A descriptive study was conducted of normal undergraduate students' impulsive homicidal thoughts and the weapons used in these fantasies. Participants completed a questionnaire asking them to describe a recent incident in which they thought about killing someone. A significant proportion of participants reported having homicidal fantasies. Most fantasies were elicited by frustrating or threatening interpersonal events and involved material-cultural weapons (e.g., firearms, knives, clubs) as opposed to organismic weapons (e.g., hands, feet). Material-cultural weapons were rated as easier to use and more lethal than organismic weapons, and participants reported higher self-efficacy beliefs for using material-cultural weapons. Most participants reported that they had been exposed to mass media models using their weapons of choice and that they had access to these weapons. The findings are interpreted as evidence for evolved psychological machinery that can associate material-cultural implements with aggressive behavior and rehearse this association through fantasy. Aggr. Behav. 26:225-234, 2000.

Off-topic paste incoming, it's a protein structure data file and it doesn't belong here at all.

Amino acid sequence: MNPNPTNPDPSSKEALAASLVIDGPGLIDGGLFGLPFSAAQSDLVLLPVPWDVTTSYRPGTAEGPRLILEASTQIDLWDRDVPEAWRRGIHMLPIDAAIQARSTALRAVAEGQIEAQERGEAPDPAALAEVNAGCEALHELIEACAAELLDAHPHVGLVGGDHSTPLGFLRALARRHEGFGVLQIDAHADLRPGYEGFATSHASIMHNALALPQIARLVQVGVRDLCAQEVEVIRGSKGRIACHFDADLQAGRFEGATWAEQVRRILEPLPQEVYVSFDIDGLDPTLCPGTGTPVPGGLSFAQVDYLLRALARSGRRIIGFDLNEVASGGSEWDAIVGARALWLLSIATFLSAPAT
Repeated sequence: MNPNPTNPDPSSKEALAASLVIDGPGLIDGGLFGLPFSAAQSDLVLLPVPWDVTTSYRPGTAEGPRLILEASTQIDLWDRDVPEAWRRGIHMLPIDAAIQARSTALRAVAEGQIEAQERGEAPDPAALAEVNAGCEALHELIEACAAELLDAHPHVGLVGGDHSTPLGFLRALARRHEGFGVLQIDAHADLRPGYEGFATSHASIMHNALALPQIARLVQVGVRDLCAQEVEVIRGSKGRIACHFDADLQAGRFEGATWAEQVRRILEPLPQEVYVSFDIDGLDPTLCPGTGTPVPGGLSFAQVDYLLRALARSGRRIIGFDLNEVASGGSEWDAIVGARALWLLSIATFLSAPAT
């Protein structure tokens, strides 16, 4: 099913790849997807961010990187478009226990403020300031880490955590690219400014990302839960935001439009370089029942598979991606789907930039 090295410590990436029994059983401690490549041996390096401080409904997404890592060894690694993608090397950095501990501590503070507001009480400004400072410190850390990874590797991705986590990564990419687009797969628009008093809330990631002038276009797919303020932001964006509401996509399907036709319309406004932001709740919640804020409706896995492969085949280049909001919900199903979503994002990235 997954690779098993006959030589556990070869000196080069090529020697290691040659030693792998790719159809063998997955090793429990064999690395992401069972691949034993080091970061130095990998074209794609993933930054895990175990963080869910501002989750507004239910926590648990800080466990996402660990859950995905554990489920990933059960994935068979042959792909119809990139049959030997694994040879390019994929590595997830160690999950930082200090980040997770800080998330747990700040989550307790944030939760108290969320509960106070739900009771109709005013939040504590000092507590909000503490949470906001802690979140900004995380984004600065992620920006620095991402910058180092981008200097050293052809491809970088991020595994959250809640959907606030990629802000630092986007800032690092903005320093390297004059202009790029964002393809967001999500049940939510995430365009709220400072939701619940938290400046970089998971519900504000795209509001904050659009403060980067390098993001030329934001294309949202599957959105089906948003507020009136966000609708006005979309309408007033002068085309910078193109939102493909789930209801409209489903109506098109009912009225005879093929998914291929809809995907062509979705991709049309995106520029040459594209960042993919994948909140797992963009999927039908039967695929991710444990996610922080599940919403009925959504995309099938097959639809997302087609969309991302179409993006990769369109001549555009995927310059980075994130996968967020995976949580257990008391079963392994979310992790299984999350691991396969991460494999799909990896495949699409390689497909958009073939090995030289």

|Original language||English (US)|
|Number of pages||10|
|State||Published - Jan 1 2000|
All Science Journal Classification (ASJC) codes
- Developmental and Educational Psychology
- Arts and Humanities (miscellaneous)